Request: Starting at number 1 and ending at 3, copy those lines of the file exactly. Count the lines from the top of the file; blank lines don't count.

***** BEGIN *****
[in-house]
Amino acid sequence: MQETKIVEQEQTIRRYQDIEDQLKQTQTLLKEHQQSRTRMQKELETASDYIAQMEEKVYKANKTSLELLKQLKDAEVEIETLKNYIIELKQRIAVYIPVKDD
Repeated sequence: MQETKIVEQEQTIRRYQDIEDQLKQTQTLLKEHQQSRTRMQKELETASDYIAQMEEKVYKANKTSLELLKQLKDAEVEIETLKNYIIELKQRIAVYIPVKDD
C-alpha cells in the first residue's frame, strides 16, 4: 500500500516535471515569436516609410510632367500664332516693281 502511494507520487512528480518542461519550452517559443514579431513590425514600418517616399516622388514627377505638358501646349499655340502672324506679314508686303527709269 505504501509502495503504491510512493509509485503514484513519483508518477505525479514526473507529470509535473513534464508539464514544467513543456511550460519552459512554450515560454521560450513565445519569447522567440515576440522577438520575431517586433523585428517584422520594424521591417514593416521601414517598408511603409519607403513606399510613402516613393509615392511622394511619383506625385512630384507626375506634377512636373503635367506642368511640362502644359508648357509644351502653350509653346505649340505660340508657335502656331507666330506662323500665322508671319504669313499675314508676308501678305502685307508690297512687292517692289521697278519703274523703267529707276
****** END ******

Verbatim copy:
[in-house]
Amino acid sequence: MQETKIVEQEQTIRRYQDIEDQLKQTQTLLKEHQQSRTRMQKELETASDYIAQMEEKVYKANKTSLELLKQLKDAEVEIETLKNYIIELKQRIAVYIPVKDD
Repeated sequence: MQETKIVEQEQTIRRYQDIEDQLKQTQTLLKEHQQSRTRMQKELETASDYIAQMEEKVYKANKTSLELLKQLKDAEVEIETLKNYIIELKQRIAVYIPVKDD